Keeping staff fit will help companies to maintain low absence rates and reduce the amount spent on sick pay. It also stands to reason that those companies with successful wellbeing programmes will have a team of workers that is less likely to call upon the likes of PMI.
Fewer claims will lead to a cheaper overall premium, though this is far more likely to be a long-term solution to reducing healthcare costs, warns Dudley Lusted, Axa PPP’s head of corporate healthcare and development.
“If I give up smoking as a 25-year-old, it will be another 25 years until it will impact my company’s PMI premium. If we can get people fit, we will reduce the chances of them having heart disease, but that’s a long-term benefit.”
Strategy-based changes can also be made to a healthcare plan to cut and control costs. Moving core healthcare benefits such as critical illness cover and PMI into flexible benefit plans is growing in popularity, as it allows the employer to dictate the amount that is spent on the benefits.
So, rather than simply providing a medical benefit and suffering the rising and often inflationary costs of that benefit, the employer offers staff a sum of money to buy the benefit for themselves, explains Richard Morgan, director of consultancy services at provider and consultancy Vebnet.
“The employer can control the future costs of healthcare by deciding how much the company is going to spend on healthcare, instead of funding a benefit, which is likely to have a high inflation rate attached to it. Medical inflation can be up to 20%, whereas salary inflation might be 0%.”
But, where healthcare benefits are provided as part of a contractual agreement when an employee joins a company, changes cannot necessarily be easily made to that contract, and companies would be wise to follow the letter of the law, says Hurst.
“Employers should always take legal advice if they plan to remove healthcare benefits. Look at existing terms of employment contracts and consider how any changes to [healthcare] plan design might be prohibited by employee contracts,” he says.
Companies are still striving to get more for their money when it comes to healthcare benefits, and the clever employers are looking beyond striking a good deal with suppliers. The truly prudent are looking to boost the health of staff through wellness programmes and shift core benefits to the flex package, because small investments and changes to benefit design have the potential to have a significant impact on the price of core healthcare perks in the longer term.
How providers keep costs down
A competitive marketplace has forced providers of healthcare benefits to keep their offerings as attractive yet affordable as possible, and employers are now demanding more than ever before for their money.
Providers are also looking at ways to offer different, more affordable healthcare packages to employers, to help them keep their costs down. Instead of the expensive insurance benefits such as private medical insurance (PMI), some providers are offering cash plans with varying pricing levels as an alternative.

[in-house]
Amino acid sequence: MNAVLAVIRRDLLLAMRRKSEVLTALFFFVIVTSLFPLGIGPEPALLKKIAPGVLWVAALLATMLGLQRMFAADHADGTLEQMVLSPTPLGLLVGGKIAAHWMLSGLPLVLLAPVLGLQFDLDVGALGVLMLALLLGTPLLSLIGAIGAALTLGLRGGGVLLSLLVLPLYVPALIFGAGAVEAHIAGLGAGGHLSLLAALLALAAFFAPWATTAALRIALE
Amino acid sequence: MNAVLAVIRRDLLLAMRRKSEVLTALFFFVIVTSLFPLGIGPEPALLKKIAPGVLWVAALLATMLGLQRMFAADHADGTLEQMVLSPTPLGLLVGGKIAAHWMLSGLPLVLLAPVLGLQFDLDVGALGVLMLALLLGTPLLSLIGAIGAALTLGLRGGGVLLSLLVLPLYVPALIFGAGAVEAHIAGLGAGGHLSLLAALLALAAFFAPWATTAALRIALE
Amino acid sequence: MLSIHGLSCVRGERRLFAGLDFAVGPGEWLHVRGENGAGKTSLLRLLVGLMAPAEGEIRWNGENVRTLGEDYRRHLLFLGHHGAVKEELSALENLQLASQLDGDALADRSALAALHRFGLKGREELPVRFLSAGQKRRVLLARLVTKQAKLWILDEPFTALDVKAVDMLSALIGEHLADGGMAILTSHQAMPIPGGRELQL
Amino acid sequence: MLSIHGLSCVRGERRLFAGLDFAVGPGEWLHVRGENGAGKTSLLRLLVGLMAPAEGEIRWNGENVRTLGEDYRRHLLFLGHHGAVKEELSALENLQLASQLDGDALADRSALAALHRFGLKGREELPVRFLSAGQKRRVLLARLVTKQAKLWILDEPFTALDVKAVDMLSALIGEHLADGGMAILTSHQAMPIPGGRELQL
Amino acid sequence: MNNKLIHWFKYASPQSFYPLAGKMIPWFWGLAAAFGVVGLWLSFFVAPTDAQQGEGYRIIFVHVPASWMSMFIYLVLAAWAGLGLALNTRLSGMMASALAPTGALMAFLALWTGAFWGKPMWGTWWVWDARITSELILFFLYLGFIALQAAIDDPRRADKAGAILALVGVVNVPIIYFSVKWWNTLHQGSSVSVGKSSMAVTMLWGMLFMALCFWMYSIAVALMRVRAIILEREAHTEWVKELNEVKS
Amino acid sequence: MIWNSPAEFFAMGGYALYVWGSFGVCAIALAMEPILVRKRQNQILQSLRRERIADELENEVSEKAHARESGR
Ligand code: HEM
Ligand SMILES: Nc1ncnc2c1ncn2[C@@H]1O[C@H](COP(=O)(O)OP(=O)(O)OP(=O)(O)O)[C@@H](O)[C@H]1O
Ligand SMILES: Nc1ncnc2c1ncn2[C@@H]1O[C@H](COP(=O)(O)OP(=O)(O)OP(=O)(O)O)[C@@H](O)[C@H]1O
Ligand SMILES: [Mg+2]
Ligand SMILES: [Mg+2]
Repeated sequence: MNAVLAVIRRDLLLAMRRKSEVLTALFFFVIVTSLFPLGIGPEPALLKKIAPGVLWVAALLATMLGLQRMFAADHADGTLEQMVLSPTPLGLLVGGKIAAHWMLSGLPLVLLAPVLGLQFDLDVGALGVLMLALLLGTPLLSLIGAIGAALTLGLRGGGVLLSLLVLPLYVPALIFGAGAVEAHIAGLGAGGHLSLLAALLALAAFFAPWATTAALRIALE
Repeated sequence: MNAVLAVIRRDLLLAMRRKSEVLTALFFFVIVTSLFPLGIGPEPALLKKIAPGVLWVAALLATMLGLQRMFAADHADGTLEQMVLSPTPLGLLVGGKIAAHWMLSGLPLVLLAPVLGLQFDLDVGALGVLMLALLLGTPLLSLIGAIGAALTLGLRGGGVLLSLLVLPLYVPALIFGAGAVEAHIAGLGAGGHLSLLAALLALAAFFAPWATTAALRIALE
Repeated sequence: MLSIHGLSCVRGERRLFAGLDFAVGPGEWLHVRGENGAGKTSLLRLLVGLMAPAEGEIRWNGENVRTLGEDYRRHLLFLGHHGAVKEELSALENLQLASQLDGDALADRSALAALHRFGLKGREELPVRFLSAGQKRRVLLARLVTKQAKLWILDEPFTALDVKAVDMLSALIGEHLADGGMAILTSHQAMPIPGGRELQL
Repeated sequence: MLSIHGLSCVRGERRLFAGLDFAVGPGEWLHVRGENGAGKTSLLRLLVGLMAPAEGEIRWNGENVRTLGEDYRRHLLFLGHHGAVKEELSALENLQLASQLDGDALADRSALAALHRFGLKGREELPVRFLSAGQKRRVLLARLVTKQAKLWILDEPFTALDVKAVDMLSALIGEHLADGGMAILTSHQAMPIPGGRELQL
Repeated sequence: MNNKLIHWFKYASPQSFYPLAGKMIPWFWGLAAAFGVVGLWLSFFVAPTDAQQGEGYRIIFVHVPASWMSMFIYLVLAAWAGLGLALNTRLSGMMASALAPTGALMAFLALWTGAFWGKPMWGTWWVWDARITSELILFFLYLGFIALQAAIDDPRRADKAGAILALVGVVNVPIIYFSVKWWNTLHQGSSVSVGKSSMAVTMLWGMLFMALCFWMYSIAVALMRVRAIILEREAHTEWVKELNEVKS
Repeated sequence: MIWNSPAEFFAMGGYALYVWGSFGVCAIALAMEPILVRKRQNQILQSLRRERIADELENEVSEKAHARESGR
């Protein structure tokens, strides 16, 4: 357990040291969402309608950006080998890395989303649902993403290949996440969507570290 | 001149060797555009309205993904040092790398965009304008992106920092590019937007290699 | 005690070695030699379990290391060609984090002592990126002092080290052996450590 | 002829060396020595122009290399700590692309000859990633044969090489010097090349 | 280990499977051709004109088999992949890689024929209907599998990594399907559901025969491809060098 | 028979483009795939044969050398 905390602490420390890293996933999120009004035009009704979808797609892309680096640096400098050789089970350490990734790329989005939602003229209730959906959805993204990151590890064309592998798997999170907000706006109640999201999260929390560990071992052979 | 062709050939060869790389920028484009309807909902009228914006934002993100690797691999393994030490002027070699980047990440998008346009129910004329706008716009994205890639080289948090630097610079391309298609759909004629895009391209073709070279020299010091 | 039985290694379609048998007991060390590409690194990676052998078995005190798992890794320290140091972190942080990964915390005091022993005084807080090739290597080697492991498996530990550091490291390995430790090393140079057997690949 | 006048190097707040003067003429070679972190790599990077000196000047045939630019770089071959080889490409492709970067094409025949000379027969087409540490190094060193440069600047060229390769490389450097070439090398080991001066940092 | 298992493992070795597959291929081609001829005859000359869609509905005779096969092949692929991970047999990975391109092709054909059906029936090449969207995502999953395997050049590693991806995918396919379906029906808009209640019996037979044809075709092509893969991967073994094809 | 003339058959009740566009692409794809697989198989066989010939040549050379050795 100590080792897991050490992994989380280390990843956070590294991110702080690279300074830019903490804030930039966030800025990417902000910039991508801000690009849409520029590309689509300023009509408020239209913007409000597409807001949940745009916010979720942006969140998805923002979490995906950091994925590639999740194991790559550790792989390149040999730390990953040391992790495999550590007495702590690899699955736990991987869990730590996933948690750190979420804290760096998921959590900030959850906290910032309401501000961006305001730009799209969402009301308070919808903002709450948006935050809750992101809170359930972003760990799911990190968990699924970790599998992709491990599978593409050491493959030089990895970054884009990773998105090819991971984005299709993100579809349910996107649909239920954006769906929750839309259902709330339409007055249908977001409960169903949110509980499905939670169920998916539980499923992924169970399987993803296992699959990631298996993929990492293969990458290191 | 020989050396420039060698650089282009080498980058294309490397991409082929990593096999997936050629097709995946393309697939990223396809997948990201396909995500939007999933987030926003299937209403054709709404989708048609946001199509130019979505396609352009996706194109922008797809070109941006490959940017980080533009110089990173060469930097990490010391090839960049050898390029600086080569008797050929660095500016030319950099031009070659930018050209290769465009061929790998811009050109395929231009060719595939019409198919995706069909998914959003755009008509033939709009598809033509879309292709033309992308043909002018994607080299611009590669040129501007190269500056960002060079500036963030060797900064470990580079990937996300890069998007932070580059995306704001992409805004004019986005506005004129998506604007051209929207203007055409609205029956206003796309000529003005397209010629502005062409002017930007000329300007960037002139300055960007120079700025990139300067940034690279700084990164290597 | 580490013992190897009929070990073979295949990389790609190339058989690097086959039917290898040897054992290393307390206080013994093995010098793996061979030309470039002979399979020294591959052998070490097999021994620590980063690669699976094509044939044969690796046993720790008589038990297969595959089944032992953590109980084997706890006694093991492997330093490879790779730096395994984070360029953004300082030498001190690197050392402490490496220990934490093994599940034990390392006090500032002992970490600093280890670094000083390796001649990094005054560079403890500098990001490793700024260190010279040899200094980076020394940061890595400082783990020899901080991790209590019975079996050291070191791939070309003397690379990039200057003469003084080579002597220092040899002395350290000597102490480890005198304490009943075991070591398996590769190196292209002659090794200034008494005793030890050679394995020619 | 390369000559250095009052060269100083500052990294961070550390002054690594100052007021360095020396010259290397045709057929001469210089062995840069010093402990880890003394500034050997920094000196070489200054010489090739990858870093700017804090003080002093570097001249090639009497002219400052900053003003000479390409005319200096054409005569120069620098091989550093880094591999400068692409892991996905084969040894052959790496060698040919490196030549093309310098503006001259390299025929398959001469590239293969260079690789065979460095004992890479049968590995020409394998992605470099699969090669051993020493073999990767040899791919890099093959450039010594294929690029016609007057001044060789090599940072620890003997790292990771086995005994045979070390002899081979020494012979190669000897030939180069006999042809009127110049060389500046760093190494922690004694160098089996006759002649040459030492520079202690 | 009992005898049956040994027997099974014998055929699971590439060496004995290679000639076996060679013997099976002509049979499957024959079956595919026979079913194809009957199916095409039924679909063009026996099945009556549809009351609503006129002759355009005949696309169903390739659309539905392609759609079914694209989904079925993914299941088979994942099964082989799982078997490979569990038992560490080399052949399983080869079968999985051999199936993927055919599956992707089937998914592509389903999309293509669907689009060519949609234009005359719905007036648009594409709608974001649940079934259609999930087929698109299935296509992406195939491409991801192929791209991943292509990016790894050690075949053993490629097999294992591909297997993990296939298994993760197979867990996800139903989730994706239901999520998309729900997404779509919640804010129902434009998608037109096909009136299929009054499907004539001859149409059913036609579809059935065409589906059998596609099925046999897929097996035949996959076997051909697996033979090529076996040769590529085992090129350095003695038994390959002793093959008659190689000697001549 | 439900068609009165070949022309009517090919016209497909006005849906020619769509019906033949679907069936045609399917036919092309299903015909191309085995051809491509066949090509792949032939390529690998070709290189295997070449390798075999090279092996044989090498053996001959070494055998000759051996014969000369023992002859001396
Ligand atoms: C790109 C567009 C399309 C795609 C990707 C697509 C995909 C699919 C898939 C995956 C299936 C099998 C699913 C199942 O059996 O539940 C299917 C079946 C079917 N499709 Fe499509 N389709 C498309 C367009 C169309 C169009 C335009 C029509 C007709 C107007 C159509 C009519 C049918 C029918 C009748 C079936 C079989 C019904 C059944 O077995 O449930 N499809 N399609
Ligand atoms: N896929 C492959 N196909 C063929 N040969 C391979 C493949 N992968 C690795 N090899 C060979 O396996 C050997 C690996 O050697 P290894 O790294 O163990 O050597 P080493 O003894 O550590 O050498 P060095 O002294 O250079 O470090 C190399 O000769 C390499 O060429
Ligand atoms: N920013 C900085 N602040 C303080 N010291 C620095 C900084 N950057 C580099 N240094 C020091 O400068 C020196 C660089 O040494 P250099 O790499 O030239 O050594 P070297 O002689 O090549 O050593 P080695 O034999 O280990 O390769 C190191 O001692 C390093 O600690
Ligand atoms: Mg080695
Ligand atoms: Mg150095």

James Glover, head of corporate sales and marketing at Simply Health, says: “If there are affordability issues for the company, we offer different pricing levels on cash plans and we help employers explore the different options.”
Providers are looking to educate employees around wellbeing and health, targeting organisations with different programmes that will reduce the health risk status of staff.
No-smoking campaigns, breast cancer awareness sessions and obesity clinics can all help a company to be less reliant on risk products such as PMI and drive down premium costs.
Case study: KPMG
Value is key when it comes to healthcare benefits at accountancy firm KPMG, and via regular tendering processes and the advice of brokers, the firm’s reward team believes its offering is as cost-effective as it can be.
Ingrid Waterfield, UK head of reward at KPMG, says: “We look to negotiate the best deals through regular tendering from the suppliers we use. We have even used brokering firms in the past to assess the healthcare programmes we have and to see whether we are getting the right level of value for staff.”
A streamlining process has also been carried out at KPMG, which has identified any healthcare perks that are replicated as free services elsewhere, such as on the NHS. If they are spotted elsewhere as free services, staff are informed and the benefit is removed, says Waterfield.
“We look to see if there are any [healthcare] services we offer that staff can receive as a public service anyway. So, for example, we used to provide a GP telephone helpline, but this is a service that is replicated by the NHS service and is available to everyone anyway,” she adds.